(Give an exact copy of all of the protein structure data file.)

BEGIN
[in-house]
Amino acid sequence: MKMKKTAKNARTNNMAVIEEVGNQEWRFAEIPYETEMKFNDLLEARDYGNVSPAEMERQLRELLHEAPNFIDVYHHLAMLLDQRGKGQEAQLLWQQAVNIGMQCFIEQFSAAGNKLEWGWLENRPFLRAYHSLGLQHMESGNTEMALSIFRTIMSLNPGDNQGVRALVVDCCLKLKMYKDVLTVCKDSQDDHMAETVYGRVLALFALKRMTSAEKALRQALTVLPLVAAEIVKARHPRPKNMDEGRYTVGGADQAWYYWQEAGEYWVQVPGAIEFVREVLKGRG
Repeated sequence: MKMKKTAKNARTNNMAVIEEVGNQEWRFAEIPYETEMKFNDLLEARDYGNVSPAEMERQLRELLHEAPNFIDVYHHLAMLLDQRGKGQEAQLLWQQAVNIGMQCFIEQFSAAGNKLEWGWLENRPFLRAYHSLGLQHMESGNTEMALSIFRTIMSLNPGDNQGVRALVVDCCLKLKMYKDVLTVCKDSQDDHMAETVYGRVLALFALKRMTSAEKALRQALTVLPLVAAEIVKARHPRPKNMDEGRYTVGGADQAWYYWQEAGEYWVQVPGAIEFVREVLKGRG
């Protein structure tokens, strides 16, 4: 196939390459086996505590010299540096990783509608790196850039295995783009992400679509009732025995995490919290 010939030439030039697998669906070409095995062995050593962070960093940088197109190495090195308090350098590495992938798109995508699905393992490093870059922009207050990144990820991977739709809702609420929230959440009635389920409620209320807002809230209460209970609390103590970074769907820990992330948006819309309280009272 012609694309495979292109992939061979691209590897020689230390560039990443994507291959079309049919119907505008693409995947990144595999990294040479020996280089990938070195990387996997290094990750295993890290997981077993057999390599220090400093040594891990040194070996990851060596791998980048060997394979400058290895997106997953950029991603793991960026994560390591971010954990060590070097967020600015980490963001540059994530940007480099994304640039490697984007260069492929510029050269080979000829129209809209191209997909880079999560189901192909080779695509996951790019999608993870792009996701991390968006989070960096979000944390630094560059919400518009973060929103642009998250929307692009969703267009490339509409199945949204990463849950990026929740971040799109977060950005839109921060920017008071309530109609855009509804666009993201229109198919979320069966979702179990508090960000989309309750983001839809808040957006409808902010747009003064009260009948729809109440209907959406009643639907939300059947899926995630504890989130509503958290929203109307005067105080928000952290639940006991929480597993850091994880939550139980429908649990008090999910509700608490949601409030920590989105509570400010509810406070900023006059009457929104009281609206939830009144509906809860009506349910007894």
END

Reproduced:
[in-house]
Amino acid sequence: MKMKKTAKNARTNNMAVIEEVGNQEWRFAEIPYETEMKFNDLLEARDYGNVSPAEMERQLRELLHEAPNFIDVYHHLAMLLDQRGKGQEAQLLWQQAVNIGMQCFIEQFSAAGNKLEWGWLENRPFLRAYHSLGLQHMESGNTEMALSIFRTIMSLNPGDNQGVRALVVDCCLKLKMYKDVLTVCKDSQDDHMAETVYGRVLALFALKRMTSAEKALRQALTVLPLVAAEIVKARHPRPKNMDEGRYTVGGADQAWYYWQEAGEYWVQVPGAIEFVREVLKGRG
Repeated sequence: MKMKKTAKNARTNNMAVIEEVGNQEWRFAEIPYETEMKFNDLLEARDYGNVSPAEMERQLRELLHEAPNFIDVYHHLAMLLDQRGKGQEAQLLWQQAVNIGMQCFIEQFSAAGNKLEWGWLENRPFLRAYHSLGLQHMESGNTEMALSIFRTIMSLNPGDNQGVRALVVDCCLKLKMYKDVLTVCKDSQDDHMAETVYGRVLALFALKRMTSAEKALRQALTVLPLVAAEIVKARHPRPKNMDEGRYTVGGADQAWYYWQEAGEYWVQVPGAIEFVREVLKGRG
């Protein structure tokens, strides 16, 4: 196939390459086996505590010299540096990783509608790196850039295995783009992400679509009732025995995490919290 010939030439030039697998669906070409095995062995050593962070960093940088197109190495090195308090350098590495992938798109995508699905393992490093870059922009207050990144990820991977739709809702609420929230959440009635389920409620209320807002809230209460209970609390103590970074769907820990992330948006819309309280009272 012609694309495979292109992939061979691209590897020689230390560039990443994507291959079309049919119907505008693409995947990144595999990294040479020996280089990938070195990387996997290094990750295993890290997981077993057999390599220090400093040594891990040194070996990851060596791998980048060997394979400058290895997106997953950029991603793991960026994560390591971010954990060590070097967020600015980490963001540059994530940007480099994304640039490697984007260069492929510029050269080979000829129209809209191209997909880079999560189901192909080779695509996951790019999608993870792009996701991390968006989070960096979000944390630094560059919400518009973060929103642009998250929307692009969703267009490339509409199945949204990463849950990026929740971040799109977060950005839109921060920017008071309530109609855009509804666009993201229109198919979320069966979702179990508090960000989309309750983001839809808040957006409808902010747009003064009260009948729809109440209907959406009643639907939300059947899926995630504890989130509503958290929203109307005067105080928000952290639940006991929480597993850091994880939550139980429908649990008090999910509700608490949601409030920590989105509570400010509810406070900023006059009457929104009281609206939830009144509906809860009506349910007894």